January 11 – March 7, 2009
|Lee Moorhouse, Dr. Whirlwind, Cayuse Tribe, circa 1905. Division of Special Collections and University Archives, University of Oregon Library System, PH036-4097.|
The Larson Gallery is pleased to present Through the Lens Past and Present in conjunction with the city-wide celebration Yakima Honors Peoples of the Plateau. Larson Gallery’s exhibition is composed of two installations of photographs both historic and contemporary. The first of these installations is an exhibition titled Peoples of the Plateau, curated by Steve Grafe of the National Cowboy & Western Heritage Museum, consisting of 51 black and white photographs taken by Lee Moorhouse between 1898 and 1915. These photographs are reproduced from the original glass plates and offer a poignant view of Native American people a century ago. Catalogs of the exhibition are available for purchase.
The second component of the exhibition features 51 photographs taken by six Native American students attending Heritage University. Photographs by Kim Agiak, Nicole George, Kendall Mansfield, Brian Pinkham, Michael Sekaquaptewa, and Mallorie Yates are presented and are augmented by a brochure. The students were mentored by local teacher
and photographer Rob Prout with assistance from Carolyn Nelson, Chair of the Visual Art Department at Heritage University, with the support of Heritage University President Dr. Kathleen Ross, snjm.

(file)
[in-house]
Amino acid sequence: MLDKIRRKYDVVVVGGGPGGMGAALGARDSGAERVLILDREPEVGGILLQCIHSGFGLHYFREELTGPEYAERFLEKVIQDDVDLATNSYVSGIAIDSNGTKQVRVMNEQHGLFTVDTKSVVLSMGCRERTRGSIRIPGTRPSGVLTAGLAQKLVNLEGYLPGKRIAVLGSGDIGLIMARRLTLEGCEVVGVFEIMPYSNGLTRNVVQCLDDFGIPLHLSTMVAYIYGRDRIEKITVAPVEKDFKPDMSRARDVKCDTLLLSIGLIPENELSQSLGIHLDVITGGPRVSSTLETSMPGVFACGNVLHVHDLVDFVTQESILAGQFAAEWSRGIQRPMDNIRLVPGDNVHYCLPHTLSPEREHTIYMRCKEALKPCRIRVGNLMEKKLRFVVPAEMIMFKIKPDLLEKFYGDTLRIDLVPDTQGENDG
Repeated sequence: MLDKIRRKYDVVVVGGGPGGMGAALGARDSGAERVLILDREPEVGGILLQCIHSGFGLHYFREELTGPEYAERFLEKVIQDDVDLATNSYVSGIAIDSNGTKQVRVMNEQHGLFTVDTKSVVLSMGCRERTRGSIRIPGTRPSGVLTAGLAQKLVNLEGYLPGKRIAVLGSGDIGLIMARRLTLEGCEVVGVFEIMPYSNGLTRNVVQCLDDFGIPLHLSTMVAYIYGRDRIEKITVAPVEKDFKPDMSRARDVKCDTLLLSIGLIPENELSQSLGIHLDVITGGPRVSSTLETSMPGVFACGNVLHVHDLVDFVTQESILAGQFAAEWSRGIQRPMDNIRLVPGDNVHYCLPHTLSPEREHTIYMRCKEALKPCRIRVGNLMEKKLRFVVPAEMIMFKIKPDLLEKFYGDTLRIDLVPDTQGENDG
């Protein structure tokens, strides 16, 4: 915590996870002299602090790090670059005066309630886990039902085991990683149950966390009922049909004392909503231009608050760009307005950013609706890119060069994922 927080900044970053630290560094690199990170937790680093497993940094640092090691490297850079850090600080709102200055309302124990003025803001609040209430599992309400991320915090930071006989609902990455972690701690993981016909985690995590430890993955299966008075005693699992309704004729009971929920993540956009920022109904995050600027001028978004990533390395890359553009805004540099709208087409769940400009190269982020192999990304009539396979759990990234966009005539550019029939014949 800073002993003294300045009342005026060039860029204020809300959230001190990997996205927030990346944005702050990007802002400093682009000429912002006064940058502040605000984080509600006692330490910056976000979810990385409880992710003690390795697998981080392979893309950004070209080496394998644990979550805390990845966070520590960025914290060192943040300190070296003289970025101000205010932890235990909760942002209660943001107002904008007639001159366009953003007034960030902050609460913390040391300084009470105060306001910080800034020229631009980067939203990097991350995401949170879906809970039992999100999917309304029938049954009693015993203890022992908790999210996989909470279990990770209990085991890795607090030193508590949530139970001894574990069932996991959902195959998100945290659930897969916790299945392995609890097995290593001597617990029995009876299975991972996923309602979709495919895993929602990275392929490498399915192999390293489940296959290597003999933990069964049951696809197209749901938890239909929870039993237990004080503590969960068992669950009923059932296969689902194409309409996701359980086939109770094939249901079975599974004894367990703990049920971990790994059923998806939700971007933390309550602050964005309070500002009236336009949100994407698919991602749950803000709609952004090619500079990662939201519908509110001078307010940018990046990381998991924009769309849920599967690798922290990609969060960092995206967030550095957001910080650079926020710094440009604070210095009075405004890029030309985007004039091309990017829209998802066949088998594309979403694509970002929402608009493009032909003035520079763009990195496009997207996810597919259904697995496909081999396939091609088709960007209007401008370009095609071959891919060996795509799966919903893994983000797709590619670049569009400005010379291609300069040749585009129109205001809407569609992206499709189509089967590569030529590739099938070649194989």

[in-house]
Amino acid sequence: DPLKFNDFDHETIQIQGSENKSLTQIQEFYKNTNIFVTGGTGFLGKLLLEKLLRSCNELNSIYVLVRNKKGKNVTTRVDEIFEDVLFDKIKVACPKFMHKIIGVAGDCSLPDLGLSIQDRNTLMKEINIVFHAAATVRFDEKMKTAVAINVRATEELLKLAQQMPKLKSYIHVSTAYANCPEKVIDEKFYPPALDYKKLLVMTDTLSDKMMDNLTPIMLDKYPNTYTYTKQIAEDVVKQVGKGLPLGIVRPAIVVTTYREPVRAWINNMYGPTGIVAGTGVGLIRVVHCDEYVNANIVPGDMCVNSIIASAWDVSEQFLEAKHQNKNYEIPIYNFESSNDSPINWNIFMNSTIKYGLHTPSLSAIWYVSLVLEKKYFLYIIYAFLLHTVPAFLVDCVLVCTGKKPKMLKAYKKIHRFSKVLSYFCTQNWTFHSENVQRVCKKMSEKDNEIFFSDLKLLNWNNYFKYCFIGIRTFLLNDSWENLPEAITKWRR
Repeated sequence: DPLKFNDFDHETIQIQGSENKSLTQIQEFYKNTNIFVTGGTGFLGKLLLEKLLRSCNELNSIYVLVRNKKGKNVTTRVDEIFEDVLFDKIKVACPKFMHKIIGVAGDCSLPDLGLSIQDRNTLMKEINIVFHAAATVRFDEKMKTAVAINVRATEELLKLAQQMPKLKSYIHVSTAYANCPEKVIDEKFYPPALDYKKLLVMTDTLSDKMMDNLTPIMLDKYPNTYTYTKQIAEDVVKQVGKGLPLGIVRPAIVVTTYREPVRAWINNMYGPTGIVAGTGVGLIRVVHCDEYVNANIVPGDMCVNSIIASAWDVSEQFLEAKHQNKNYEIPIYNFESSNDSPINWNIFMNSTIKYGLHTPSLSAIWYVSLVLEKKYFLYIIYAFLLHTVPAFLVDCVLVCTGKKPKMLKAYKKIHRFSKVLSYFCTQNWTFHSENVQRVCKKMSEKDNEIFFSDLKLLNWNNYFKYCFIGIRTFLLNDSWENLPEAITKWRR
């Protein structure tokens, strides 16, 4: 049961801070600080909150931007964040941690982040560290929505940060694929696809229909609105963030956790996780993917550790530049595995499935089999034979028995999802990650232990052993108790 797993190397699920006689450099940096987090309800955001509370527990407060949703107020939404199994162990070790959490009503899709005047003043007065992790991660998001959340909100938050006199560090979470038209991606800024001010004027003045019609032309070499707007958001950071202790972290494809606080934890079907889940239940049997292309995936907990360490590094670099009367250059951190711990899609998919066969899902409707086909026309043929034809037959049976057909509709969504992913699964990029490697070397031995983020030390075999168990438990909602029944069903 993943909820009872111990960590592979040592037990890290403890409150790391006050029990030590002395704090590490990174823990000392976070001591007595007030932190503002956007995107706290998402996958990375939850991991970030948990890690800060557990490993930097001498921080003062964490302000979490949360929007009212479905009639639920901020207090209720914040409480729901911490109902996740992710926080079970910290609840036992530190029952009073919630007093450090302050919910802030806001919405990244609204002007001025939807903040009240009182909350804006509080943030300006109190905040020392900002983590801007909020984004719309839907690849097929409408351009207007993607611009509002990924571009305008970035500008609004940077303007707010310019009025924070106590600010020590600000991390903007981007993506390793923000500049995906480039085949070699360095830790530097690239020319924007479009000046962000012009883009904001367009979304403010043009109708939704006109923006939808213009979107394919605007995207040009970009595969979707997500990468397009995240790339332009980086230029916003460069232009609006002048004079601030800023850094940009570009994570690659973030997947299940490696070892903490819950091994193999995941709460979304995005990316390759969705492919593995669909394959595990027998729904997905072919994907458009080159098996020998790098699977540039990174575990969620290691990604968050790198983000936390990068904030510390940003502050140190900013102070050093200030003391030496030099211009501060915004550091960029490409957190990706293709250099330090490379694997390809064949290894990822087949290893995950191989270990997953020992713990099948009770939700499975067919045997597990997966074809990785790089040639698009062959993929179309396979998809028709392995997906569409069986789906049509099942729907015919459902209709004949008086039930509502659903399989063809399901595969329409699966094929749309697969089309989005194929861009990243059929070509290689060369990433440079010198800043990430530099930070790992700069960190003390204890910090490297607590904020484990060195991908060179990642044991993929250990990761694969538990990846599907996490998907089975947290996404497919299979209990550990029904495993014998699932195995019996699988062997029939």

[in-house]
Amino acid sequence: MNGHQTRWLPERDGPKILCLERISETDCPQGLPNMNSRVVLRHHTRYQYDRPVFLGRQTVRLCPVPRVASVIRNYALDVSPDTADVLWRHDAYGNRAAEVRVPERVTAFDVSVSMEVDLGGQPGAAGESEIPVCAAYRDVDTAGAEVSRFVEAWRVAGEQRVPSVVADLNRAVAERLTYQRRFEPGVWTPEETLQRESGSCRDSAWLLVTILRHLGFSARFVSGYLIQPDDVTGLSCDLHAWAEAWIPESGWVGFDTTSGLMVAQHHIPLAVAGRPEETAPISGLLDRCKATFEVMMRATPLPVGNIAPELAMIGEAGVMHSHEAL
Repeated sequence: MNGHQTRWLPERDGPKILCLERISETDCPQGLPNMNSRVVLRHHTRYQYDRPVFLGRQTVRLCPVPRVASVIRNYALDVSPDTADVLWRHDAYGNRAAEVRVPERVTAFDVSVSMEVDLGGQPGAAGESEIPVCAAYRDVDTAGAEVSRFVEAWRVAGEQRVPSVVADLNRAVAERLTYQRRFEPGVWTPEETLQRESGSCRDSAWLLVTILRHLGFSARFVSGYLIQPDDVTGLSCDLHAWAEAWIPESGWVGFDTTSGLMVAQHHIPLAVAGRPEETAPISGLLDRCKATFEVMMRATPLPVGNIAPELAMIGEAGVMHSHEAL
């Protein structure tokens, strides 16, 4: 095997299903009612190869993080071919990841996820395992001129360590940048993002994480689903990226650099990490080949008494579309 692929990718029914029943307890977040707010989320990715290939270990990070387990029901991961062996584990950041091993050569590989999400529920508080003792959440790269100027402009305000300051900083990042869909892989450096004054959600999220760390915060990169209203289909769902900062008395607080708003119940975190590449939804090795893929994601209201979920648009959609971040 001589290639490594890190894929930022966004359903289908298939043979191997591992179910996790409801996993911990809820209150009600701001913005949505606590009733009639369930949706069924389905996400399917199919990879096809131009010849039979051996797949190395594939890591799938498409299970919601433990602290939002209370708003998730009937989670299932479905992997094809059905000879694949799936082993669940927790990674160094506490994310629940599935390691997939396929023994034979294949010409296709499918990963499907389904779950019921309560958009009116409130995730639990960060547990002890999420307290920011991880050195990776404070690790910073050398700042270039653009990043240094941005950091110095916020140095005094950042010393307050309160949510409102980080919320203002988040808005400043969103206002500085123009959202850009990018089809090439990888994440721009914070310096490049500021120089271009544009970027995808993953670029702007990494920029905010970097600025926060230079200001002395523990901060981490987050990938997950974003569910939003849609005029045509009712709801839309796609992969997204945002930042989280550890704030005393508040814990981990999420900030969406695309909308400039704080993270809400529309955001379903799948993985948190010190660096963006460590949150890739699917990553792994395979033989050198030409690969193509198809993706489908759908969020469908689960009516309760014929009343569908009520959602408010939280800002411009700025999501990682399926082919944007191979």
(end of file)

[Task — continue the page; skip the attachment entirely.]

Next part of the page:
|Brian Pinkham, Karina, Color Photograph. Photo courtesy of the artist.|
Image themes focus on students’ lives within the Yakama Nation and provide a vibrant visual counterpoint to the Moorhouse photographs taken a century ago. Students began to meet and take photographs in February 2008 and completed their project in May 2008. The dynamic between the Moorhouse photos and the student images provides opportunities to better understand the true nature of our Native American population and help to dispel stereotypic perceptions of the Yakama people and their culture. The photographs in this dynamic exhibition ultimately reveal stories, customs, family relationships, and personal perspectives.
Through the Lens Past and Present is made possible by donations from:
Banner Bank, CPC International Apple Company, Heritage University, Labbeemint Incorporated, Moss-Adams LLP, Parker Foundation, Rob and Michelle Wyles, Yakima Valley Community College, and a grant from Humanities Washington